The production of ozone-oxygen mixtures for human and veterinary applications is subject to important technical consideration and standards. Clinical ozone generators regulate and monitor the flow of medical grade oxygen through high voltage fields. Incorporated ozone analyzers are capable of guaranteeing precise ozone-oxygen mixtures accurate to within a few micrograms per milliliter. The purity of the oxygen source is emphasized since nitrogen, in the presence of high-energy fields, forms toxic nitric oxides.

Since the half-life of ozone is approximately 45 minutes at 20°C, losing its concentration to 16% of its initial value in two hours, it must be freshly generated for immediate use at the treatment site. The maximum ozone dose generated is always well below its explosive limit (15 to 20%).

Clinical Indications for External Ozone Gas Application
Historically, medical ozone was first administered by external application to body extremities. A. Wolff in 1915 is credited for using local ozone treatments for infected wounds, decubitus ulcers, and osteomyelitis. Early materials, like rubber, designed to trap ozone around a body part were subject to rapid oxidative destruction. Today, special materials (e.g., Teflon, polyethelene, silicones) allow extremities to be safely encased in a space where a prescribed precise dosage of ozone/oxygen ratio can be administered.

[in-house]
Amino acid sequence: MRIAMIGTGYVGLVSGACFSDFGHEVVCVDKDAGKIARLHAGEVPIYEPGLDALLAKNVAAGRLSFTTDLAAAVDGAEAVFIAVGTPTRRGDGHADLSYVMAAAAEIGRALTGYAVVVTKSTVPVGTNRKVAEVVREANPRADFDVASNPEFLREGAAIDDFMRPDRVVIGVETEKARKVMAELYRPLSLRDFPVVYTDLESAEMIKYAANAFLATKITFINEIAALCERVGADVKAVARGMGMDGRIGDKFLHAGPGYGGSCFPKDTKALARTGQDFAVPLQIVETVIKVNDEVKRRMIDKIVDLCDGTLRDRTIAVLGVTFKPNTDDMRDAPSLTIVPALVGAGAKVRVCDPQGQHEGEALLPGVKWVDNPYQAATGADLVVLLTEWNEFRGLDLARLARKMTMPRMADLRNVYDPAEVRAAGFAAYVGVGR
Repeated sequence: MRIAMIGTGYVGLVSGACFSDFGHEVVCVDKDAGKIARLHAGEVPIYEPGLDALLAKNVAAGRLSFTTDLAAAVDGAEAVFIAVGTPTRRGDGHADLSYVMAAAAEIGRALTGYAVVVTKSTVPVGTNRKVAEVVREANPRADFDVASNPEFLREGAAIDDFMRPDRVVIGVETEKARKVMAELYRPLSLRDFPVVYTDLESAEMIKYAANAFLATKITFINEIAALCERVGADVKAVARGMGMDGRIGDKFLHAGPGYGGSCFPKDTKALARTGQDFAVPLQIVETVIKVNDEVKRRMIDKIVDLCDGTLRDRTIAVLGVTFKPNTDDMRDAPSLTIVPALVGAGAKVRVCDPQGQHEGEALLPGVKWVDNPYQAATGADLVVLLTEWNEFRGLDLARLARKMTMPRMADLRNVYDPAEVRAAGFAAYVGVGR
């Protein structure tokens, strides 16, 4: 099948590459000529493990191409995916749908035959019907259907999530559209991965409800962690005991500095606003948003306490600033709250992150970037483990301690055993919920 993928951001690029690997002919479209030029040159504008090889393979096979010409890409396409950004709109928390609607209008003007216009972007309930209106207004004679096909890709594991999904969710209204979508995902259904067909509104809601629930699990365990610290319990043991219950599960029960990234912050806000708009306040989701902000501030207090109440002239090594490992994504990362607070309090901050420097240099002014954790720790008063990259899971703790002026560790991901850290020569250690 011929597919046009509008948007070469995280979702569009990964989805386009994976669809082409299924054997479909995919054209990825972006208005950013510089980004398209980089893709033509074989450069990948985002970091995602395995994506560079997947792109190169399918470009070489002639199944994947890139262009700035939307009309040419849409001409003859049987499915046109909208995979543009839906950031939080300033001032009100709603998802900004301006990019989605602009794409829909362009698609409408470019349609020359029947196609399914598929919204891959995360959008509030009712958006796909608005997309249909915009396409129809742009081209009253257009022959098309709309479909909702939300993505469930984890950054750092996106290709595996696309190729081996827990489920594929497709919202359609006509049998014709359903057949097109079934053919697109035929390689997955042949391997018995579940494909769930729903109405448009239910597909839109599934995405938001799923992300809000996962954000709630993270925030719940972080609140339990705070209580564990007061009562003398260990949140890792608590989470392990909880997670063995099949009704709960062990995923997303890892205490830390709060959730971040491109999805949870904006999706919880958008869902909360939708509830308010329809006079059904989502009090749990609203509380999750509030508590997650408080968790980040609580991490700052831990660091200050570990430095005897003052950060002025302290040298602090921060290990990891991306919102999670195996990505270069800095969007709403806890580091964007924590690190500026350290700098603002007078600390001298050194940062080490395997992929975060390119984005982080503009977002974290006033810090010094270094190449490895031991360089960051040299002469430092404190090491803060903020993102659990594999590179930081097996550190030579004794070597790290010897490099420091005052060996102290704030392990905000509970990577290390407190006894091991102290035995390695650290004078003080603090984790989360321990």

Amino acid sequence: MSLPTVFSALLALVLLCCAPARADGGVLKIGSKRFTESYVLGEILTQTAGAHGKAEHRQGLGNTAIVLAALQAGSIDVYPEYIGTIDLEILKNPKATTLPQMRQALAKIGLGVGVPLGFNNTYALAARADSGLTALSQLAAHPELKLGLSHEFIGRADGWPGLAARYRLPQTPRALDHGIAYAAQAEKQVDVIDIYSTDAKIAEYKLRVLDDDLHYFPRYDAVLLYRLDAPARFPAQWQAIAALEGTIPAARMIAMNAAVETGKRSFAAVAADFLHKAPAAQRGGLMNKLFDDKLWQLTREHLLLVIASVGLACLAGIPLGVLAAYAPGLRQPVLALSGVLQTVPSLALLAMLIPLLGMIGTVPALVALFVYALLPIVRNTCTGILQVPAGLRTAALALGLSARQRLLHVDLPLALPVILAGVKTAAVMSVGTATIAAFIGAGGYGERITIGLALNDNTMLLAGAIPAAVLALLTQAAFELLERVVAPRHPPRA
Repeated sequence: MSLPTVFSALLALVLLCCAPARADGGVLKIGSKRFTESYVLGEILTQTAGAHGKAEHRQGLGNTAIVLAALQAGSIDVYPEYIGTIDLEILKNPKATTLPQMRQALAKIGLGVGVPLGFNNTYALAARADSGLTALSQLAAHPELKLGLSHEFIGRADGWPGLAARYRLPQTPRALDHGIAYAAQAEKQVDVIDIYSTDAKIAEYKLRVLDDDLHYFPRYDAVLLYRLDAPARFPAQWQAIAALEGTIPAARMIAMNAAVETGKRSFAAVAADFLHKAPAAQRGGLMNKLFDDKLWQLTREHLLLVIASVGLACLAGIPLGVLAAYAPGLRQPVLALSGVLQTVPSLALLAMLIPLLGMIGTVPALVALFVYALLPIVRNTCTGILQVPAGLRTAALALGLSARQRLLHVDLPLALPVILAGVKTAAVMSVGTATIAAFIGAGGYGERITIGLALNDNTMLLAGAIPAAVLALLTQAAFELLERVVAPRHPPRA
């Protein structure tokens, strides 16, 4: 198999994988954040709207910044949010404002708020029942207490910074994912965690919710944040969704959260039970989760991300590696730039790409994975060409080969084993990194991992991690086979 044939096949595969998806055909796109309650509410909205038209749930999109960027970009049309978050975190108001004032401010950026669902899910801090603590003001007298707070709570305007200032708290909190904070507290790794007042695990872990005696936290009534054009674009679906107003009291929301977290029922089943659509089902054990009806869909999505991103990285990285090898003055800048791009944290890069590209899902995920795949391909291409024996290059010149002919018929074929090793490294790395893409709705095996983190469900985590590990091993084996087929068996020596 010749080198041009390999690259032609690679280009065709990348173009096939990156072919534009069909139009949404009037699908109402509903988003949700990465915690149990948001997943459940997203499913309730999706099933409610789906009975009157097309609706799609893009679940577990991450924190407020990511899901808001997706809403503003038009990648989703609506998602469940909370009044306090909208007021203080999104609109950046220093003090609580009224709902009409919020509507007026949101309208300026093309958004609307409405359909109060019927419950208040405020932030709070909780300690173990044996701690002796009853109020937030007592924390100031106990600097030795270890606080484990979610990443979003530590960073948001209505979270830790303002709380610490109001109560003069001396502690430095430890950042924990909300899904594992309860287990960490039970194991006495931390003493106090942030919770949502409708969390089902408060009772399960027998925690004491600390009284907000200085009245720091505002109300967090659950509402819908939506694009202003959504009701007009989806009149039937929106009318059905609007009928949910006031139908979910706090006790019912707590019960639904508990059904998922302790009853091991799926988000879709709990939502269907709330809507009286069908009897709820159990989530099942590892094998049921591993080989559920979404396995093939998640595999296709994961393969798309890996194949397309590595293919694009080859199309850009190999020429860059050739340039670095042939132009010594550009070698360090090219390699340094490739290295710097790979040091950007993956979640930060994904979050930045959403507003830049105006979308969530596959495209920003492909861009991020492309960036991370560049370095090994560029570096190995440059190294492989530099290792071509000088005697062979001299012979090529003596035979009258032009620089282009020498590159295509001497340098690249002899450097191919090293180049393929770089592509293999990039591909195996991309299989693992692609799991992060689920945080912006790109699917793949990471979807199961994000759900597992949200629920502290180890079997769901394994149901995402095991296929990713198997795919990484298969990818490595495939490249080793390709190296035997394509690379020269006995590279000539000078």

Indication for external ozone applications include infected wounds, poorly healing wounds, diabetic and decubitus skin ulcers, burns, fungal lesions, herpes simplex, herpes zoster, lymphedema, frostbite, radiodermatitis, and gangrene (Viehban 1999, Held 1983, Werkmeister 1985, Sunnen 1988). Ozone concentrations are adapted to the changing clinical condition under treatment. External gas perfusions may last from 5 to 60 minutes, with ozone concentrations varying from 0.5% to 5%. High ozone concentrations are used for disinfection and debridement while low concentrations promote epithelialization and resolution (Werkmeister 1985).